Seven miles in and the sun completely gone, I stride into the huge, halogenic flatlands of a mega truck stop on U.S. 11 and immediately make for the cafeteria at the glowing center of its diesel-muscled empire. Like any smallish, colleged, un-tattooed middle class guy who didn’t play high school football, I approach this sanctuary of manly motor culture with humility and not a little concern. I’m not where I belong, and I know it. So I plan to enter quietly, under all radars.

Everything goes wrong almost immediately.

First, there’s the struggle with the front door, apparently too much for my atrophying arms now unaccustomed to any physicality more challenging than lifting handfuls of peanuts to the mouth. As I finally get the creaking right panel moving, the top of my pack awkwards around some unseen jut on the left, ricocheting my toxic pot against the tympanic safety glass in the door. The pot vs. glass confrontation is loud enough, I assume, to offend even the Teamster ears of Jimmy Hoffa, way off in some concrete or deep water sanctuary. Several wobbly-bearded men looked up from their coffees, and the hostess slam-gums her way over.

“That wasn’t all that smooth. Sorry. Nothing broken though.”

She looks at me, head just slightly tilted, Double Bubble doing steady, studied cycles.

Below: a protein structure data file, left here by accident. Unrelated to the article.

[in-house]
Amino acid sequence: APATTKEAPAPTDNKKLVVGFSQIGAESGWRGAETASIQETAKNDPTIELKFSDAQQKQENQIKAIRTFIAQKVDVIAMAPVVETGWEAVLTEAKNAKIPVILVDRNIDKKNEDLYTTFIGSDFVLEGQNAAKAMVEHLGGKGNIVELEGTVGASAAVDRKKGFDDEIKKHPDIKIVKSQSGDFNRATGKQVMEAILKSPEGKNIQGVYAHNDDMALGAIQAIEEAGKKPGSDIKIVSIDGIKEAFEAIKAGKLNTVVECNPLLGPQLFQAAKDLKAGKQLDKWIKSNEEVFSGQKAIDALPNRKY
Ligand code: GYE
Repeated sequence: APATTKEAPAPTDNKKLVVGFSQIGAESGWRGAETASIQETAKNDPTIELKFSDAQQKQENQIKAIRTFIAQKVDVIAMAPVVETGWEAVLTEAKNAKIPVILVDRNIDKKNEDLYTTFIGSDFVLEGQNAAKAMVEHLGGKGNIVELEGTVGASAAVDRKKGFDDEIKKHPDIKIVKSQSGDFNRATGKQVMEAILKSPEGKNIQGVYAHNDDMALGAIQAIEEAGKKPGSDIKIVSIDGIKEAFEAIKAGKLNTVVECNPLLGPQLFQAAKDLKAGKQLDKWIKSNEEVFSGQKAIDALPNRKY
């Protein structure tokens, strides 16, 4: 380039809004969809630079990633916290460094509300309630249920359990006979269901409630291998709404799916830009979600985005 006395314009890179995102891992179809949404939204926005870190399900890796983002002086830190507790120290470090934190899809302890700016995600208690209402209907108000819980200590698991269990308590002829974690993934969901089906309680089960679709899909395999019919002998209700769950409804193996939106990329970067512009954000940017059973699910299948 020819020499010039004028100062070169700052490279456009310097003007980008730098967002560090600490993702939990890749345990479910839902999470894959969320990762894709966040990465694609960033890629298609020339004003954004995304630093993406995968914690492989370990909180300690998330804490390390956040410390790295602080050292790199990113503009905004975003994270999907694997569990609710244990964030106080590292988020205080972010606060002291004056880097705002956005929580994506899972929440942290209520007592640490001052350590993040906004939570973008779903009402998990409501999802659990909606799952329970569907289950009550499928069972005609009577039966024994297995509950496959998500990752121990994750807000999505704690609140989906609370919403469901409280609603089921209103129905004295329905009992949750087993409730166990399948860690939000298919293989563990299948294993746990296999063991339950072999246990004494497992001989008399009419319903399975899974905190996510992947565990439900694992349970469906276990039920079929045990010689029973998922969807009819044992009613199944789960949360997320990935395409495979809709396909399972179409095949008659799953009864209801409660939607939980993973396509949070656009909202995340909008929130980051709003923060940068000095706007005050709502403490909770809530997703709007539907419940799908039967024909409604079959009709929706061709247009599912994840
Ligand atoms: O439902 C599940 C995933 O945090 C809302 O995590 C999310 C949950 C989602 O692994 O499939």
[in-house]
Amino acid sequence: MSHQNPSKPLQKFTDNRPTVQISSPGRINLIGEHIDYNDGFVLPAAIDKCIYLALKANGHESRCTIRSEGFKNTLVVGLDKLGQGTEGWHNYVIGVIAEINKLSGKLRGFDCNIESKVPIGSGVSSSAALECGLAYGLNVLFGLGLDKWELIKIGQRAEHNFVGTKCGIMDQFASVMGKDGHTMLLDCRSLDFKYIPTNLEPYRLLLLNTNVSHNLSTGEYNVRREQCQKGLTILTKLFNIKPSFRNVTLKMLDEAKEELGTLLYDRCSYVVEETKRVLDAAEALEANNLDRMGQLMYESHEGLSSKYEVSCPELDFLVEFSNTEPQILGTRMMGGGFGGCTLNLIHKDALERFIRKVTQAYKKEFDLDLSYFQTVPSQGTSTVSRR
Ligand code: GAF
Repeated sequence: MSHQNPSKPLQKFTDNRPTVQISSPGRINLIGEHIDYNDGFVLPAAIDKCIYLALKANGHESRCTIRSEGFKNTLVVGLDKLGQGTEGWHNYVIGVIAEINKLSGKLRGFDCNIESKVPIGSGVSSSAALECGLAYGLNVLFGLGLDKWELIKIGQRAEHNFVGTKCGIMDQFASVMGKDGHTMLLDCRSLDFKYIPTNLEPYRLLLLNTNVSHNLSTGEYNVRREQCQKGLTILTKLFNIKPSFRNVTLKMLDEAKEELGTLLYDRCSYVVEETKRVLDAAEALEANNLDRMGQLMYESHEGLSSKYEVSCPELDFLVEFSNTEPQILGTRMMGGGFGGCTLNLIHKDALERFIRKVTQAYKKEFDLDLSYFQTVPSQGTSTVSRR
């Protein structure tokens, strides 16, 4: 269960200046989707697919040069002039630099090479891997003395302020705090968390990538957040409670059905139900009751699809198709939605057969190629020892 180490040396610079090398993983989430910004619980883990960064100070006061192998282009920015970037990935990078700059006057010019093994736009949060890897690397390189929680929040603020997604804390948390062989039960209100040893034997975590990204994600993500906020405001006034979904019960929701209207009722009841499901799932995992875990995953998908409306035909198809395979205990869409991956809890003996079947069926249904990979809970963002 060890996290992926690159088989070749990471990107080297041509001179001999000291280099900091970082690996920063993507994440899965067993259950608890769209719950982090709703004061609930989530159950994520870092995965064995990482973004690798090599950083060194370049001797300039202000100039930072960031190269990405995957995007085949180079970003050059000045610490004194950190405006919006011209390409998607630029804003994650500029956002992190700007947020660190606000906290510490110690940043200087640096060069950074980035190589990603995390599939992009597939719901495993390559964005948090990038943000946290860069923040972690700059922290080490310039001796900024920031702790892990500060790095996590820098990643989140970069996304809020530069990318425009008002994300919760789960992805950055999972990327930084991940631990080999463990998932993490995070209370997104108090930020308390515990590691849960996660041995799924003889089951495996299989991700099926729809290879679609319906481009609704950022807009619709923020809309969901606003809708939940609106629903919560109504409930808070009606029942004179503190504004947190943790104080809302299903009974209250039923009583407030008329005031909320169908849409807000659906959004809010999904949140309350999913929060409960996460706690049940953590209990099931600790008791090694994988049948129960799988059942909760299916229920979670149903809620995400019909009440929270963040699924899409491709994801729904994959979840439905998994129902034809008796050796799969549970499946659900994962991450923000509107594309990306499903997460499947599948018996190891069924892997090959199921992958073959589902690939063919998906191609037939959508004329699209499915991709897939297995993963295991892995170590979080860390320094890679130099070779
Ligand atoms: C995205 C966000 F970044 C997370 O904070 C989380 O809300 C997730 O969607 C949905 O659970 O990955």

“I was just checking to see how late you stay open. Wanted to see if I had time to check into the motel and clean up before I came back to eat.”

She smiles the way a mother might smile at her six year old’s first attempt to change the new baby, the one where the diaper somehow wraps up at least one hand and a foot along with the targeted bottom.

“This is a truck stop, Sugar. These guys don’t sleep much. They drive against the clock. We stay open all night, every night. Christmas, Easter, the Pope’s vasectomy, my birthday— we’re gonna be right here, eager to serve.”

The four men in the closest booth look at her, look at me, look at each other and laugh.

She says all this kindly enough that I am encouraged to get right down to what I have in mind, my secret plan, concocted across the last seven miles. I can see the kitchen steaming away through a set of swinging doors just behind her hostess stand.

“Is there any chance you’d be willing to put my pot in your dishwasher while I’m checking in?”